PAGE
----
by Peter Bregman April 5, 2019
It was the second day of an intensive leadership program I lead once a year and there were 20 participants in the room. Gupta and Randi* were standing in the middle of the group, opposite each other.
“I can’t do it!” Gupta insisted as Randi stood opposite him, waiting.
Earlier in the day, Gupta told me that he overheard Randi speaking about him behind his back and he was angry and hurt. In the past, in “real life,” rather than confront Randi directly, Gupta would have become passive aggressive, complaining to others behind her back and finding ways to undermine her.
I coached him to speak with her directly about it, something that was new and scary for him.
“What are you feeling?” I asked him.
“Is ‘sick to my stomach’ a feeling?” He asked, chuckling uncomfortably.
“Sure,” I said. “And don’t wait for that to go away. Say what you need to say while feeling ‘sick to your stomach.’”
Gupta paused, staring at the floor. He was, literally, sweating.
I checked in with Randi — she didn’t know what Gupta was going to say and this was new for her too as she tended to avoid direct confrontation. But, she told me, she felt open and prepared.
“Look directly at Randi,” I encouraged him, “Take the risk.”
Most leadership trainings are about leadership — teaching ideas, sharing best practices, and increasing knowledge. But successful people rarely become better leaders because they know more. They become better leaders because they follow through on what they know.
Follow-through requires what I call, emotional courage, which is the willingness to feel the hard feelings that come when we take risks, break old patterns, and try new ways of acting. And that is how we become better leaders.
Leadership is hard in a very practical way. It’s about managing politics skillfully and effectively to achieve what’s most important; building bridges between people, departments, and silos; raising hard-to-talk-about issues in a way that others agree to address them; acting courageously in risky situations; showing up in critical leadership moments with confidence; connecting with people in a way that inspires their commitment, responding productively to opposition without losing your focus; skillfully handling people who push back; and building trusted relationships, even with difficult people or people you don’t like.
Growing emotional courage is the key to being able to take any of these risks. So, how do you grow those muscles?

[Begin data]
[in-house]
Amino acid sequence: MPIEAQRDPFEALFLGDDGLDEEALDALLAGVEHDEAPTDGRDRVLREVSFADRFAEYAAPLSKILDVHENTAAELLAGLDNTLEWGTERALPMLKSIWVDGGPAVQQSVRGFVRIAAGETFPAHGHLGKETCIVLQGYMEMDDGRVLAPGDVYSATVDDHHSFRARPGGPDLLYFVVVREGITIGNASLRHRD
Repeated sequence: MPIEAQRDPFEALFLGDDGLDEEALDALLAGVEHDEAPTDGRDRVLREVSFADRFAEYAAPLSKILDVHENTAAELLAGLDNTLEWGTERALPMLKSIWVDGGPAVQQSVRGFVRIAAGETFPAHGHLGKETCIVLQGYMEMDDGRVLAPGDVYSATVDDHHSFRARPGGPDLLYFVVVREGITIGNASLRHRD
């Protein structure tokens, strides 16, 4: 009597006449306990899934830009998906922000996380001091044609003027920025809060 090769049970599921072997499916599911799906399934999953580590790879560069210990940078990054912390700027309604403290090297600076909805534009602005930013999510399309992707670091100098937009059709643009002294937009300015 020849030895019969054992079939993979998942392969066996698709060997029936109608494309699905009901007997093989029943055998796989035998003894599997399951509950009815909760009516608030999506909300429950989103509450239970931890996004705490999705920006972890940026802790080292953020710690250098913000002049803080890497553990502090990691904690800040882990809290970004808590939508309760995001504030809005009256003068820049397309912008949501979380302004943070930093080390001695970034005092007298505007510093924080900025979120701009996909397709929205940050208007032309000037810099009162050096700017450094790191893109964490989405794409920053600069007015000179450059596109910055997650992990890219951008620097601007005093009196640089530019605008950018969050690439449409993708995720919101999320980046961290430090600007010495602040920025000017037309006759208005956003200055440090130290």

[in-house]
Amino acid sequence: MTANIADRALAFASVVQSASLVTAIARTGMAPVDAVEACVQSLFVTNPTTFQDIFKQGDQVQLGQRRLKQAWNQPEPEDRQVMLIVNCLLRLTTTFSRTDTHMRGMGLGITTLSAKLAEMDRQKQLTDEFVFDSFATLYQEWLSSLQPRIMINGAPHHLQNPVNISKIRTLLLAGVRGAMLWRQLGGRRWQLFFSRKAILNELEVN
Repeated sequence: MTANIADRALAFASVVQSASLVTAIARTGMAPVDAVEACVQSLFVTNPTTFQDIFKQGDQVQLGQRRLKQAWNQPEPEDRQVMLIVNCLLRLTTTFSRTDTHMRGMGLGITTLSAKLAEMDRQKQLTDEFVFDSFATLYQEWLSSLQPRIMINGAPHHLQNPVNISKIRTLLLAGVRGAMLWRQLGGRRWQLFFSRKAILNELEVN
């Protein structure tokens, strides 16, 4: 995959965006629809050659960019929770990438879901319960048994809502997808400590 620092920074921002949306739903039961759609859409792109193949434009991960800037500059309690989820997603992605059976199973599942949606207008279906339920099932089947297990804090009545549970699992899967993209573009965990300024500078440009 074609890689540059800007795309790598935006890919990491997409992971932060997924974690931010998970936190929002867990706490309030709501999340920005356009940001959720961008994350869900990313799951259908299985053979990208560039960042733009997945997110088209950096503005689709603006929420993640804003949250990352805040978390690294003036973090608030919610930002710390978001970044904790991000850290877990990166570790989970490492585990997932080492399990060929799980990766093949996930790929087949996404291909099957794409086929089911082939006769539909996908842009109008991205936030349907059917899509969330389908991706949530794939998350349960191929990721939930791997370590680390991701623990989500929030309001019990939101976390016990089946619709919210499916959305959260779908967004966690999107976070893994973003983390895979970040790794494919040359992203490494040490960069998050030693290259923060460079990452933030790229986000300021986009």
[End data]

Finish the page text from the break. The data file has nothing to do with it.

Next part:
Listening to a lecture doesn’t do it. Even role plays aren’t so useful because they aren’t “real” enough — they might teach us the skills, but they don’t increase our bravery enough to use them in clutch situations. And that’s what matters.
On the other hand, taking risks in “real life,” before you’re ready, comes with potential consequences. Practicing skillful confrontation while you’re still developing your skill, could damage relationships with potentially dire repercussions in your work.
The solution? Practice in situations where the perceived risk is much higher than the actual risk.
In our leadership training, the situation was real. Gupta felt everything he would feel in a similar situation at work. But there were no real consequences to a sloppy execution of his newly learned skill of speaking up and being direct. High perceived risk, low actual risk.
Try it yourself. Think of something you want to get better at: giving feedback, listening, being succinct and direct, having hard conversations — anything you think will make you a better leader.
Now, try that skill in a low-risk situation. For example, let’s say there’s a mistake on your mobile phone bill. Call the customer service rep and practice being clear, succinct, and direct. You may be amazed at how difficult it is to follow through. What if they don’t take accountability? Will you lose it? Will you backpedal for fear of sounding like a jerk? Or will you remain strong, polite, and direct?
Go slowly and feel all the feelings that come up. Those are the feelings you will feel in higher risk situations because that’s what risk feels like. So follow through and feel the risk, knowing that the actual consequences of failure are quite low.
Why do any of this? Because that’s how we expand our freedom to act on what’s most important to us.
“Randi,” Gupta said, then paused again before continuing. “I overheard you call me ‘Gupta who talks-too-much.’ Maybe I do talk too much — but it felt hurtful to hear you make fun of me. If I’m doing something that bothers you, please come to me directly and tell me.”
There was silence in the room. We all looked at Randi, who seemed sad.
“I’m sorry,” she said.
Gupta let out a big sigh of relief and everyone, including Randi, clapped for him.